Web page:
Another common theme throughout Maggie’s album and performance is ownership. Ownership of her body, of her words, of her feelings, and of her experiences. This really came through during her performance of “Back in My Body,” towards the end of the setlist. The song talks about how overwhelming the past few years have been for her, what with her virally blowing up in a matter of weeks, and how it has been a fight to get to the point where she feels like she is in control of both her art and her life. That is what this album and tour are— a celebration of the fact that she is finally the driver in her musical story. These are her songs, her art, and you can feel how much she owns and embraces every ounce of what she is saying. She sang every word of every song with as much conviction and emotion as you would assume she had when she wrote them. Her movements alone were enough to make you think she was feeling everything as presently and completely as when it happened to her. This was the magic about this concert— everyone in the room, and most of all, Maggie, looked like they were fully experiencing and absorbing the music as it was happening.

One thing was absolutely clear watching her dance on stage, as if it might be the last time she’s ever allowed to move. Music flows through Maggie vibrantly and forcefully— as if she was electrocuted. With her album Heard It In A Past Life, there’s this feeling with her music that she is hearing and creating it in a way that she is not always conscious of— that the music kind of rises up within her, and she is able to channel it into these three minute masterpieces. This fully came out on stage, as she danced and moved with so much passion and force that she looked as though she couldn’t stop the music coming from her if she wanted to. Maggie wasn’t just performing her music— she is the music.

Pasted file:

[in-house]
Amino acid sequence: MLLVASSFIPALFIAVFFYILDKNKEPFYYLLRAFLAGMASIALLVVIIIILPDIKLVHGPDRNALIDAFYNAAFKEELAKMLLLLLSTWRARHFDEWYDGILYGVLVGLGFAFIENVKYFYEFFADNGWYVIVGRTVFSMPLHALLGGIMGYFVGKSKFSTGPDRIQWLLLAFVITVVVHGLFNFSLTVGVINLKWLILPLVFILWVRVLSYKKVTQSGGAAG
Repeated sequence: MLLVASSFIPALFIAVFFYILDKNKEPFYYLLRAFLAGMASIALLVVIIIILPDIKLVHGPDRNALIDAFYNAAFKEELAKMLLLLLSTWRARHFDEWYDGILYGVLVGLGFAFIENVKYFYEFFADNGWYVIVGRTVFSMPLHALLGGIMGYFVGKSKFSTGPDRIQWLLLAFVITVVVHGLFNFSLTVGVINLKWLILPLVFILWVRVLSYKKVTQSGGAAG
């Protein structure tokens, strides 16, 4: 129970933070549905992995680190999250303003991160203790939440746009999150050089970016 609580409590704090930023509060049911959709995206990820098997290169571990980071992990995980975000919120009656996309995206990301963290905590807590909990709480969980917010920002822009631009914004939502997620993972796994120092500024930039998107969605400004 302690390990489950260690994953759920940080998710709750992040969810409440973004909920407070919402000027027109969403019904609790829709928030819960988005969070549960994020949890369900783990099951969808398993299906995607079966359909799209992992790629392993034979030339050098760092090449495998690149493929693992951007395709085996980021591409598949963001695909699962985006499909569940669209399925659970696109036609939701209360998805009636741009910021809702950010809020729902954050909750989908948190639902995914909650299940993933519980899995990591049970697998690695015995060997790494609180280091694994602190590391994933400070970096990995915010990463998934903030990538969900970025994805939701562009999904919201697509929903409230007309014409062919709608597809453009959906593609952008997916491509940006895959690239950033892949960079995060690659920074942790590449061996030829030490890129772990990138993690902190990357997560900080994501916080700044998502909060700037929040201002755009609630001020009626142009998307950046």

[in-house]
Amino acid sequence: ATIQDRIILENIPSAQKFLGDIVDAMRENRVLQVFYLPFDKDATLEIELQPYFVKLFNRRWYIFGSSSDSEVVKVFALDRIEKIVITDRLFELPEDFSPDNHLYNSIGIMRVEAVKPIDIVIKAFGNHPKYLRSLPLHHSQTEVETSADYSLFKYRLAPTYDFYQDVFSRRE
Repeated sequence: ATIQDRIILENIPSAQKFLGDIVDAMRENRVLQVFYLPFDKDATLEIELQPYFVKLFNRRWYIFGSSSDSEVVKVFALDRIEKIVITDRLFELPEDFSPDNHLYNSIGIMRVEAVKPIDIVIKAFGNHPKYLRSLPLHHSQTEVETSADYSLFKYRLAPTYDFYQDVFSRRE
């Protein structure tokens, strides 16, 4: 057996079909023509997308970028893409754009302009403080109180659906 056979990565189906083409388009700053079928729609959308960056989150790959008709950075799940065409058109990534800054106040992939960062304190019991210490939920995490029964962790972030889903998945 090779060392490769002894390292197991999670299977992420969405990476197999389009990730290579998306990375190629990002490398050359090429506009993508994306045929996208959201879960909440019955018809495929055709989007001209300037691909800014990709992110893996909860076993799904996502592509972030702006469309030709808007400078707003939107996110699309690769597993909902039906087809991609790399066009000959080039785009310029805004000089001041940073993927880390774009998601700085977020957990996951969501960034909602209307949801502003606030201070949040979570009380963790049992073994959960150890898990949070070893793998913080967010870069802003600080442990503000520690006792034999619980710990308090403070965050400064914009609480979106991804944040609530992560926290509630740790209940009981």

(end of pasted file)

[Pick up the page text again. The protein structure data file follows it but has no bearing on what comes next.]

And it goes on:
The last song of the night was her infamous acoustic version of the coolest dance song ever, and 2017’s insane, viral hit, “Alaska.” As beautiful and lively and colorful is the original version of “Alaska”, the acoustic is something else. Its beauty is so achingly simple and shows the audience that her choice to make pop songs is one of want, not of necessity to make up for something lacking, as seems to happen sometimes with pop music. If she was only allowed a guitar and her voice for the rest of her career, she would shine just as much. Before she started playing, she explained how this was the song that started it all, and how it has become something so much bigger than she had planned, so it only makes sense to close out the night and close out the last tour for this album with “Alaska.” It felt like a personal handshake from Maggie, a thank you just for being there to appreciate what she has created. As this song is so often associated with Pharell and the internet’s ability to make an instant star, my guess is this was Maggie’s goodbye (at least for now) to this song and to the first chapter of her career. Who knows the next time she will grace us with it, as she seems to be the type of person not to dwell on the past and throws herself wholeheartedly into her next work. I can’t even begin to imagine how our new folk-pop queen will top this album and tour, but I know she will because she is Maggie Rogers, and we are just her humble subjects awaiting any content whatsoever that she decides to bless us with. In the meantime, restock on your glitter eyeshadow and polish off those cowgirl boots, because as a vocalist, as a musician, as a lyricist, as a performer, and as an artist, Maggie is here to create.